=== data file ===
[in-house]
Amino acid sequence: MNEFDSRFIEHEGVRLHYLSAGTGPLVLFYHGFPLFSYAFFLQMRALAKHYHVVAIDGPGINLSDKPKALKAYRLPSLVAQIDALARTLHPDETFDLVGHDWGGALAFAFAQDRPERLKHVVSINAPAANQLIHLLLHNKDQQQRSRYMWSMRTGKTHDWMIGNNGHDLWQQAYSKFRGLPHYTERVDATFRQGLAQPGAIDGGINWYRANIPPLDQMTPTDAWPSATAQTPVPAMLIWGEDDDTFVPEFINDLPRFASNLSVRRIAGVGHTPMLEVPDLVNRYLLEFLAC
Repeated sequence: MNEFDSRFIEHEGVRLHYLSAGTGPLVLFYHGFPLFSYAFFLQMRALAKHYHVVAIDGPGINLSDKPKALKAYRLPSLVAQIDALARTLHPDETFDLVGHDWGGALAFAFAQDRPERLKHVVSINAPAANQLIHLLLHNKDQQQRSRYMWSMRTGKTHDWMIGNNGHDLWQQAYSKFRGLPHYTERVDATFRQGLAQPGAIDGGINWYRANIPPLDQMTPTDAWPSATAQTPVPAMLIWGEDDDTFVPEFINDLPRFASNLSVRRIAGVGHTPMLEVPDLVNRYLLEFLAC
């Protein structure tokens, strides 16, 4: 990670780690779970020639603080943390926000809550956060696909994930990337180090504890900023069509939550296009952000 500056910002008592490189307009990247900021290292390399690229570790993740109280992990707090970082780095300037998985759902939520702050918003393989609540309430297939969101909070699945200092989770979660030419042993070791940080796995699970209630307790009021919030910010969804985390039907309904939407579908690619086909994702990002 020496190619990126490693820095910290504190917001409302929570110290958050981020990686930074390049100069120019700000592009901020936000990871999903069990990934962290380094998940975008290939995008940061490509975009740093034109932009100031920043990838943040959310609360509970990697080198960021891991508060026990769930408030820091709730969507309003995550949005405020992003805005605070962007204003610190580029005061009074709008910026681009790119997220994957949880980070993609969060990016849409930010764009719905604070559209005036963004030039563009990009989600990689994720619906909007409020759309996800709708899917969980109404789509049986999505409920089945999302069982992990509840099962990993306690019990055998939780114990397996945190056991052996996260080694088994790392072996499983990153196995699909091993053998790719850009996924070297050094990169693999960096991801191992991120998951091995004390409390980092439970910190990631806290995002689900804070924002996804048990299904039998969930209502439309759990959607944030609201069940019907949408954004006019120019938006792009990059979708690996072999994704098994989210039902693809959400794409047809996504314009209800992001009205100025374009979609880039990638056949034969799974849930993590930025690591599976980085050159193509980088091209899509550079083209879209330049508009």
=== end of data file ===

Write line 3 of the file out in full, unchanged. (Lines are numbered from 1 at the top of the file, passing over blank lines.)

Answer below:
Repeated sequence: MNEFDSRFIEHEGVRLHYLSAGTGPLVLFYHGFPLFSYAFFLQMRALAKHYHVVAIDGPGINLSDKPKALKAYRLPSLVAQIDALARTLHPDETFDLVGHDWGGALAFAFAQDRPERLKHVVSINAPAANQLIHLLLHNKDQQQRSRYMWSMRTGKTHDWMIGNNGHDLWQQAYSKFRGLPHYTERVDATFRQGLAQPGAIDGGINWYRANIPPLDQMTPTDAWPSATAQTPVPAMLIWGEDDDTFVPEFINDLPRFASNLSVRRIAGVGHTPMLEVPDLVNRYLLEFLAC